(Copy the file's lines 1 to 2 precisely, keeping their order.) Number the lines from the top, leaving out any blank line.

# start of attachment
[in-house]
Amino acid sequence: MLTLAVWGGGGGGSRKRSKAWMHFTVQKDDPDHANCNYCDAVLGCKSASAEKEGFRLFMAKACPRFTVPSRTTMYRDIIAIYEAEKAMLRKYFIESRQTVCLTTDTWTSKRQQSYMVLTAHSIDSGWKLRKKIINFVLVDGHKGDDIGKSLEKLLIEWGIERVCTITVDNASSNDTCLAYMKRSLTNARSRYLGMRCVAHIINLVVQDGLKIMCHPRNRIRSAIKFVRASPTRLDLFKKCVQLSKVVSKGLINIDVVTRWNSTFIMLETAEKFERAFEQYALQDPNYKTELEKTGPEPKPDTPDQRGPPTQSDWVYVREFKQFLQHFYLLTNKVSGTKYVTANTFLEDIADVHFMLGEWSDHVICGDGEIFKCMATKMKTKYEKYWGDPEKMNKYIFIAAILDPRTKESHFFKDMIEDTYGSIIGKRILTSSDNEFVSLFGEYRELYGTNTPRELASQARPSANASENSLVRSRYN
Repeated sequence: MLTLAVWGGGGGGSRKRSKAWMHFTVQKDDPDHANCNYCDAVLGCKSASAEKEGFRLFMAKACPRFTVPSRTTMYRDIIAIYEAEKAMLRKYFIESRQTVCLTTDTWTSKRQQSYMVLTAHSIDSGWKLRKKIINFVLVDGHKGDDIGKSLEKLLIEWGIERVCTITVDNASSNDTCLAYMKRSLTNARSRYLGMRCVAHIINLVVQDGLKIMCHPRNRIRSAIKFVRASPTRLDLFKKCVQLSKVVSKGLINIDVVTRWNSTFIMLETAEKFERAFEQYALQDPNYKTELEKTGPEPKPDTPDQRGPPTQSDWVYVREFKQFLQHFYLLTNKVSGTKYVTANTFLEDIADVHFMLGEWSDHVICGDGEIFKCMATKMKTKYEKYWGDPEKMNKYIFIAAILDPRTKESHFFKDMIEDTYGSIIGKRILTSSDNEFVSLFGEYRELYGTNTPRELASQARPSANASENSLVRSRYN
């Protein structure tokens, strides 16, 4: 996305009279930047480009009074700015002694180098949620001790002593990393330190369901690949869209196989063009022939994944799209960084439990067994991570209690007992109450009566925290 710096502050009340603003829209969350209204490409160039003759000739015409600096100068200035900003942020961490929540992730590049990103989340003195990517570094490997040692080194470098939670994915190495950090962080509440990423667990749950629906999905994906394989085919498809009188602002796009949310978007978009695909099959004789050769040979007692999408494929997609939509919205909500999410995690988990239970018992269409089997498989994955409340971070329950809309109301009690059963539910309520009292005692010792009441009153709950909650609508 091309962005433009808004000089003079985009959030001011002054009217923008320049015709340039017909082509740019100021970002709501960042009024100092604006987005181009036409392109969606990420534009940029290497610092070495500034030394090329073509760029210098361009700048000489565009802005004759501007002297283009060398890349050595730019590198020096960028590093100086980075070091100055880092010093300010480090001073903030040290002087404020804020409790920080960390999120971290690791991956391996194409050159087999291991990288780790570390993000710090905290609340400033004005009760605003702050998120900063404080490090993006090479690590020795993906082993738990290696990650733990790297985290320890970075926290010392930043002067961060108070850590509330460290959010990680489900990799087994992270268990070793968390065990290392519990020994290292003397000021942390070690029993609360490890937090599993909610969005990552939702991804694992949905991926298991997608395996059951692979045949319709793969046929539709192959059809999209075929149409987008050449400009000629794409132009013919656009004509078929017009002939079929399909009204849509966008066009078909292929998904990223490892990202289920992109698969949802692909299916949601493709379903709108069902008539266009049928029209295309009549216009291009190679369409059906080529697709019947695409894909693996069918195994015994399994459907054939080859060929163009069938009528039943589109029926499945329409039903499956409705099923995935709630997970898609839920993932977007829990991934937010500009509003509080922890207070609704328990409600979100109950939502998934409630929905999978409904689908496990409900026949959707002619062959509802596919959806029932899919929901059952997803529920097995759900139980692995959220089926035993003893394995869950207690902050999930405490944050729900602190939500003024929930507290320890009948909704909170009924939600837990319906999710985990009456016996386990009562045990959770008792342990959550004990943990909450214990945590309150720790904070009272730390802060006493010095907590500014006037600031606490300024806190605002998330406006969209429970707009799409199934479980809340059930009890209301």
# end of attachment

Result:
[in-house]
Amino acid sequence: MLTLAVWGGGGGGSRKRSKAWMHFTVQKDDPDHANCNYCDAVLGCKSASAEKEGFRLFMAKACPRFTVPSRTTMYRDIIAIYEAEKAMLRKYFIESRQTVCLTTDTWTSKRQQSYMVLTAHSIDSGWKLRKKIINFVLVDGHKGDDIGKSLEKLLIEWGIERVCTITVDNASSNDTCLAYMKRSLTNARSRYLGMRCVAHIINLVVQDGLKIMCHPRNRIRSAIKFVRASPTRLDLFKKCVQLSKVVSKGLINIDVVTRWNSTFIMLETAEKFERAFEQYALQDPNYKTELEKTGPEPKPDTPDQRGPPTQSDWVYVREFKQFLQHFYLLTNKVSGTKYVTANTFLEDIADVHFMLGEWSDHVICGDGEIFKCMATKMKTKYEKYWGDPEKMNKYIFIAAILDPRTKESHFFKDMIEDTYGSIIGKRILTSSDNEFVSLFGEYRELYGTNTPRELASQARPSANASENSLVRSRYN